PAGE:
NOAA proposal could shut down 4 Florida seaports, industry leaders say

port tampa bay
A slowdown zone to save Rice's whales would affect Port Tampa Bay, SeaPort Manatee, Port Panama City and the Port of Pensacola.

Florida seaport leaders say a potential federal rule to protect whales could shut down four of the state’s most important docks.

A regulation under consideration by the National Oceanic Atmospheric Association (NOAA) could impose regulations on navigable waters on the Gulf Coast. The proposed “Vessel Slowdown Zone” would restrict nighttime water travel to 10 knots within waters that are 100 to 400 meters deep. The restrictions would be in place from Pensacola to Tampa Bay.

But the Florida Ports Council argued the rule could massively hinder activity at four of the state’s 16 ports. The organization said it would virtually shut down Port Tampa Bay, SeaPort Manatee, Port Panama City and Port of Pensacola.

“It’s as if NOAA wants Florida to hang up a ‘closed for business’ sign,” said Mike Rubin, president and CEO of the Florida Ports Council. “Florida’s Gulf of Mexico seaports play an enormous role in fueling (petrol) Florida, and are essential suppliers of everything from food to medical supplies, and construction materials to build homes, roads and make ongoing hurricane repairs in Southwest Florida.”

The rule seeks to protect whales under threat of injury from vessels. Of note, Congress earlier this year imposed a six-year wait to consider regulations to protect right whales in the North Atlantic. That has sparked litigation with environmental groups.

The NOAA rule under consideration in the Gulf of Mexico aims to protect Rice’s whales. But in a letter to NOAA, the Florida Ports Council said the rule isn’t warranted or based on sound science.

“Florida’s seaports have been tireless advocates and stewards on protecting the environment and marine life that surrounds our state,” Rubin wrote in the letter.

“This includes many of our seaports serving on ocean and marine advocacy groups like the Marine Resources Council, Green Marine, and the Florida Ocean Alliance. Florida seaports are committed to protecting whales on both the Atlantic and Gulf Coasts. We continue to work with local federal officials on near real-time monitoring equipment to prevent whale strikes. Florida pilots and other vessel operators monitor their operations and movements in real time. We are dismayed by the lack of communication and interaction with NOAA officials in D.C. in the drafting of these overreaching regulations.”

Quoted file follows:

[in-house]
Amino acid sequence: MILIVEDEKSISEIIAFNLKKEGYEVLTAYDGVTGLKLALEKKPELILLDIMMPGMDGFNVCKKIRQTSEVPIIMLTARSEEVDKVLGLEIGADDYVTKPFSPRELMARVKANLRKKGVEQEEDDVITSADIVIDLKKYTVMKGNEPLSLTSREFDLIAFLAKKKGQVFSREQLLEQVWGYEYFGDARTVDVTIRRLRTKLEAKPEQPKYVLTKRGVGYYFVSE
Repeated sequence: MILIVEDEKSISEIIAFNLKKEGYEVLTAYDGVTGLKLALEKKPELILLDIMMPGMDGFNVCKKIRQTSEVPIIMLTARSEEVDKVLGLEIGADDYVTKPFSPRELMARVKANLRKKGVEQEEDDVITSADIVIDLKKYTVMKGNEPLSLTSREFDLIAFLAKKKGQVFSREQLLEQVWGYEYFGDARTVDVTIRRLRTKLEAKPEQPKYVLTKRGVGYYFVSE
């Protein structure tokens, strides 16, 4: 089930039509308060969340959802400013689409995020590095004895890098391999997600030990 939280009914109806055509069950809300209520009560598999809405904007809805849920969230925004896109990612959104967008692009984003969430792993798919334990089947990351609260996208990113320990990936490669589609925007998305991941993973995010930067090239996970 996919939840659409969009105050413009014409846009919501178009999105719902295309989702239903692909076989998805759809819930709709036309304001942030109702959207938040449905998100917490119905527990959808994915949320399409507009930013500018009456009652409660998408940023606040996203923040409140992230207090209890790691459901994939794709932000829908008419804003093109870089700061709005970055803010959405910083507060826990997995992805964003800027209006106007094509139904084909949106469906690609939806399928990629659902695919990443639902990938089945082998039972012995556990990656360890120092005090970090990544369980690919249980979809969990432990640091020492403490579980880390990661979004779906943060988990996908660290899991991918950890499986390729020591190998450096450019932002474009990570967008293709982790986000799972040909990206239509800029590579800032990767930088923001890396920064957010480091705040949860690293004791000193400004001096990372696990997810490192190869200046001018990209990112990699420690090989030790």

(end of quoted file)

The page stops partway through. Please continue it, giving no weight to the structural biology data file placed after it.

The letter noted SeaPort Manatee alone saw a 35% increase in container cargo tonnage last year, including many construction materials and food items. That port alone generates $5 billion in economic impact.

Port Panama City also saw record traffic this year. The port has a $1.6 billion economic impact and supports 10,700 local jobs. But it also has helped keep supply lines open in a region still recovering nearly five years after the impact of Hurricane Michael. Similarly, the Port of Pensacola saw a 419% increase in cargo traffic and now moves $300 million through each year.

The most high-profile port on the list is Port Tampa Bay, both Florida’s largest bulk cargo seaport and a major passenger port. The docks generate $17 billion in economic impact and support 85,000 jobs.

“Any insinuation that these seaports are not ‘busy’ is not only inaccurate but an insult to the over 100,000 men and women whose jobs are dependent on vessel and cargo activity at these seaports,” Rubin wrote.

Meanwhile, the rule seeks to protect a population of whales. About 50 to 100 Rice’s whales are believed to live in the entire Gulf of Mexico. The whales, according to NOAA, are seen primarily in the 100- to 400-meter depths. The whales are the only known baleen whales living in the Gulf. Related to Bryde’s whales, Rice’s whales were only identified as a specific species in 2021.

Jacob Ogles

Jacob Ogles has covered politics in Florida since 2000 for regional outlets including SRQ Magazine in Sarasota, The News-Press in Fort Myers and The Daily Commercial in Leesburg. His work has appeared nationally in The Advocate, Wired and other publications. Events like SRQ’s Where The Votes Are workshops made Ogles one of Southwest Florida’s most respected political analysts, and outlets like WWSB ABC 7 and WSRQ Sarasota have featured his insights. He can be reached at [email protected].


  • Don't Say FLA

    June 28, 2023 at 2:03 pm

    And now Rhonda’s culture war bologna has they NOAA bridge gating Florida’s porta.

    As if Rhonda blowing State of Florida’s treasury on their campaign stunts over in Texas wasn’t bad enough for Floridians?

    Now four sea ports will be gone, too.

    Great job Rhonda Dee.🤮

    • Rick

      June 29, 2023 at 11:20 am

      Damn that was ignorant

      • Don't Say FLA

        June 30, 2023 at 3:59 pm

        Ignorant how? You think Chris Christie is in charge of Florida ports? He ain’t.

  • migrant boats

    June 28, 2023 at 2:10 pm

    After these comercial porta shut down in yet another hit to the economy from Florida’s “super” majority GOP, if they Trump DeSantis ticket wins and they build that walk, at least there will be plenty of space available for recieving fiahibg trawlers overloaded with Central and South American refugees!

    • Ginger

      June 29, 2023 at 11:38 am

      Maga/Tiny D tears!

Comments are closed.


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